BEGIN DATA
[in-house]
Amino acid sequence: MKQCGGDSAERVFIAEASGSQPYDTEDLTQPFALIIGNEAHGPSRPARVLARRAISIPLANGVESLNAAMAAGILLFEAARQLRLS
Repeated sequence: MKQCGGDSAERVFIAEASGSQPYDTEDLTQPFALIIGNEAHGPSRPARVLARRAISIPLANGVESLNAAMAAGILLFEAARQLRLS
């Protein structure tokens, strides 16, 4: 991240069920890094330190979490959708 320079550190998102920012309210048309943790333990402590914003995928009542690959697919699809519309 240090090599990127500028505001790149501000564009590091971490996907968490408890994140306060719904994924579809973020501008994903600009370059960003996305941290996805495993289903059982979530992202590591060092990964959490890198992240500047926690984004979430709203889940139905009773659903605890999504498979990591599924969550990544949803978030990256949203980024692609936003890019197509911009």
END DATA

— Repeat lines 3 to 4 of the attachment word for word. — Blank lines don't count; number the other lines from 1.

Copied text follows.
Repeated sequence: MKQCGGDSAERVFIAEASGSQPYDTEDLTQPFALIIGNEAHGPSRPARVLARRAISIPLANGVESLNAAMAAGILLFEAARQLRLS
């Protein structure tokens, strides 16, 4: 991240069920890094330190979490959708 320079550190998102920012309210048309943790333990402590914003995928009542690959697919699809519309 240090090599990127500028505001790149501000564009590091971490996907968490408890994140306060719904994924579809973020501008994903600009370059960003996305941290996805495993289903059982979530992202590591060092990964959490890198992240500047926690984004979430709203889940139905009773659903605890999504498979990591599924969550990544949803978030990256949203980024692609936003890019197509911009």